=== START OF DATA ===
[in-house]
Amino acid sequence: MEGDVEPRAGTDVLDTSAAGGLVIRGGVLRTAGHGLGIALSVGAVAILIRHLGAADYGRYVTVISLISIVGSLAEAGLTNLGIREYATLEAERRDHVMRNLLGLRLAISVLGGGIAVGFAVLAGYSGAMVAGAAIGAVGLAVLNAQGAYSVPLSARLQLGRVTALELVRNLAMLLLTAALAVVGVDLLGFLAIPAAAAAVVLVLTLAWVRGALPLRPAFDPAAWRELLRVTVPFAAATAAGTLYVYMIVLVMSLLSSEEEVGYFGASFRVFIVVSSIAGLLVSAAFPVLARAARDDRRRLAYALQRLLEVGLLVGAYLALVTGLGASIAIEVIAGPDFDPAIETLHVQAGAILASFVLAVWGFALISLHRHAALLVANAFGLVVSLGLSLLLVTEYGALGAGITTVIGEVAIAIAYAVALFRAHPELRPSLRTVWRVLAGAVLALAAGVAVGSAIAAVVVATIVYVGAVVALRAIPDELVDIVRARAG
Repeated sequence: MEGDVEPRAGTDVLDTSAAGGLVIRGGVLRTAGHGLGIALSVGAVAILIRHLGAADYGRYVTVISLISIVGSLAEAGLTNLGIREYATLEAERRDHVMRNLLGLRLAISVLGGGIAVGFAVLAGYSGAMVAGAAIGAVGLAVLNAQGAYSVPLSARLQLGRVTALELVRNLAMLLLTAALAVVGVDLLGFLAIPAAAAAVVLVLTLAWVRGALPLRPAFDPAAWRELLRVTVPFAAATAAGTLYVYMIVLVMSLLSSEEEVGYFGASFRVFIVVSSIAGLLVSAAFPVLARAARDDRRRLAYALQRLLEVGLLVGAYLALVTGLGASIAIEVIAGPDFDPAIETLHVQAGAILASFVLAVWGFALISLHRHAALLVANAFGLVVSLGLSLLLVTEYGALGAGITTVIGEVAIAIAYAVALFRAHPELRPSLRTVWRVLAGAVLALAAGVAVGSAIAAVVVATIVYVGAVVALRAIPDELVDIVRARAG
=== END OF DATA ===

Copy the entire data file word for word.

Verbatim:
[in-house]
Amino acid sequence: MEGDVEPRAGTDVLDTSAAGGLVIRGGVLRTAGHGLGIALSVGAVAILIRHLGAADYGRYVTVISLISIVGSLAEAGLTNLGIREYATLEAERRDHVMRNLLGLRLAISVLGGGIAVGFAVLAGYSGAMVAGAAIGAVGLAVLNAQGAYSVPLSARLQLGRVTALELVRNLAMLLLTAALAVVGVDLLGFLAIPAAAAAVVLVLTLAWVRGALPLRPAFDPAAWRELLRVTVPFAAATAAGTLYVYMIVLVMSLLSSEEEVGYFGASFRVFIVVSSIAGLLVSAAFPVLARAARDDRRRLAYALQRLLEVGLLVGAYLALVTGLGASIAIEVIAGPDFDPAIETLHVQAGAILASFVLAVWGFALISLHRHAALLVANAFGLVVSLGLSLLLVTEYGALGAGITTVIGEVAIAIAYAVALFRAHPELRPSLRTVWRVLAGAVLALAAGVAVGSAIAAVVVATIVYVGAVVALRAIPDELVDIVRARAG
Repeated sequence: MEGDVEPRAGTDVLDTSAAGGLVIRGGVLRTAGHGLGIALSVGAVAILIRHLGAADYGRYVTVISLISIVGSLAEAGLTNLGIREYATLEAERRDHVMRNLLGLRLAISVLGGGIAVGFAVLAGYSGAMVAGAAIGAVGLAVLNAQGAYSVPLSARLQLGRVTALELVRNLAMLLLTAALAVVGVDLLGFLAIPAAAAAVVLVLTLAWVRGALPLRPAFDPAAWRELLRVTVPFAAATAAGTLYVYMIVLVMSLLSSEEEVGYFGASFRVFIVVSSIAGLLVSAAFPVLARAARDDRRRLAYALQRLLEVGLLVGAYLALVTGLGASIAIEVIAGPDFDPAIETLHVQAGAILASFVLAVWGFALISLHRHAALLVANAFGLVVSLGLSLLLVTEYGALGAGITTVIGEVAIAIAYAVALFRAHPELRPSLRTVWRVLAGAVLALAAGVAVGSAIAAVVVATIVYVGAVVALRAIPDELVDIVRARAG